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OPINION | There’s nothing wrong with profiting off doing the right thing

We all know that we’re not in this for the money; there are more lucrative industries out there. However, our passion and success lie in preserving the very destinations that sustain our industry. So let's talk about responsible travel and why it’s not just the ethical choice but also a strategic move that benefits both the planet and your bottom line.

We all know that we’re not in this for the money; there are more lucrative industries out there. However, our passion and success lie in preserving the very destinations that sustain our industry. So let’s talk about responsible travel and why it’s not just the ethical choice but also a strategic move that benefits both the planet and your bottom line.

I love the travel industry. It’s full of ridiculously clever and passionate people who know how to have a good time (and can still navigate a new city despite being five beers in). I’ve grown up in this industry. Thanks to my travel industry mum, I was taught the phonetic alphabet before the standard one. My first book was an atlas and I had been on more famils than I had sleepovers before I turned 12.

But at a recent industry event, during a (rare) moving and personal Acknowledgment of Country a person next to me rolled their eyes and moaned about having to sit through “this $#!7” again.

I get it. Standard Acknowledgements of Country can be tokenistic, drab affairs mumbled quickly before getting to the good stuff. Australians and almost specifically Aussies in the travel industry don’t do token gestures well. We don’t have time for that. But what this person was failing to see was opportunity. Opportunity to learn and to make money.

There is a very real ROI in responsible travel, both profit-wise and planet-wise. Profiting off doing the right thing isn’t wrong or crude. It makes good business sense. And here’s why:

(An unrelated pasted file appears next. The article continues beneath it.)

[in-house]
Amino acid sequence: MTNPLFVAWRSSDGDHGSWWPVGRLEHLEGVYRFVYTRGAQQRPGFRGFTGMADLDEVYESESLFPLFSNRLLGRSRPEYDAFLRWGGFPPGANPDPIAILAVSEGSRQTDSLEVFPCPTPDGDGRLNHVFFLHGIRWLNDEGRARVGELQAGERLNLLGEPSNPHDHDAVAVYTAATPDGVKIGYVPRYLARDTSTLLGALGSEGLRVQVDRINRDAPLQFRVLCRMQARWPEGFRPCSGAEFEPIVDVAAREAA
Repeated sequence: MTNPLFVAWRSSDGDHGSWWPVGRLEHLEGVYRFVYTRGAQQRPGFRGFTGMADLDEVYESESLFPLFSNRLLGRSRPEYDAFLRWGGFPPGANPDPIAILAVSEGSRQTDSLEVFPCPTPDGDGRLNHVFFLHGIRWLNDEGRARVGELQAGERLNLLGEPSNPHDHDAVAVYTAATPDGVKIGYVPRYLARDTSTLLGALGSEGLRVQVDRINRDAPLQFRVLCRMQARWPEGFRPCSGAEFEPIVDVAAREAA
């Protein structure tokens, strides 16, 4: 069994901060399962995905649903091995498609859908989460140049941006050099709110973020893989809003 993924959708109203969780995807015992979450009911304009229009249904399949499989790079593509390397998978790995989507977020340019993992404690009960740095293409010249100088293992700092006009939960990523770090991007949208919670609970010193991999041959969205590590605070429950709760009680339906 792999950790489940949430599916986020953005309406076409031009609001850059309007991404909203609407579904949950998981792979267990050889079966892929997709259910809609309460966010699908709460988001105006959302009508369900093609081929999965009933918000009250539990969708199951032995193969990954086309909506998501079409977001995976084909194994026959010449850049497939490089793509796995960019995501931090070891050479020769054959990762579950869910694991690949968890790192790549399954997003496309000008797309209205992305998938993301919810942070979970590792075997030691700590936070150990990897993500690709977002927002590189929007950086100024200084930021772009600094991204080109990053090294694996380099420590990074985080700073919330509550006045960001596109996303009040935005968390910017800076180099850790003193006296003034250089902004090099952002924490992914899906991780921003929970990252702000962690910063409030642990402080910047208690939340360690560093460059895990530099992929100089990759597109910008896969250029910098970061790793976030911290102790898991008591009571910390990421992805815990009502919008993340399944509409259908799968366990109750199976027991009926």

You can’t sell a dying product

Our earth is in crisis. If you question the scientists who tell us this, then listen to your suppliers on the ground. They’re the ones witnessing the changes firsthand: shrinking glaciers, dying coral reefs, and unpredictable weather patterns that threaten the very destinations we sell.

The real thing sells better

Performative spectacles will never beat real interaction. Today’s travellers crave immersion, not imitation. Integrating First Nations tourism and responsible tourism practices into your business model isn’t just a nice-to-have; it’s a strategic move that offers tangible returns. It’s about creating authentic, valuable experiences that resonate with today’s travellers, fostering loyalty, and supporting sustainable growth.

Don’t leave it to your clients

As travel professionals, we are in a unique position to lead the charge towards a more sustainable and reconciled world. We are storytellers, curators of experiences, and ambassadors of cultures. Our influence extends beyond booking flights and accommodation; we shape perceptions and inspire action.

But over the years I’ve chatted to a lot of you about whether your clients really care. Some do. Some don’t. So is investing in responsible tourism worth the effort?

Destination Canada Australia, under Managing Director Julie King recently partnered with Australian travel companies, including Karryon, in an industry-first pledge to work together for good

I asked King about what we in the industry can really do. If perhaps the role of destinations and the travel supply chain is to, in essence, cover the customer who cannot afford either ethically or economically to care and travel accordingly.

Here’s what the inspirational King said. 

“The burden of sustainability should not fall solely on the traveller. Destinations and supply chains must lead by example, integrating sustainable practices into their operations. 

“There is an onus on them to ensure that sustainable and regenerative travel practices are accessible and inclusive, to educate travellers about the benefits of sustainable/regenerative travel.”

Julie King
Destination Canada Australia Managing Director Julie King

“Sustainable travel should not be a luxury reserved only for those who can afford it. By making sustainable options more affordable and accessible, destinations and suppliers can ensure that all travellers, regardless of their economic background, can participate in and benefit from responsible tourism practices.”

The travel industry has the power to drive change. By prioritising responsible travel, we can create a more equitable and resilient world. Let’s harness our creativity, dedication, and passion for travel to make a lasting impact. The future of our planet — and our industry — depends on it.

READ: A travel agents’ guide to selling Indigenous travel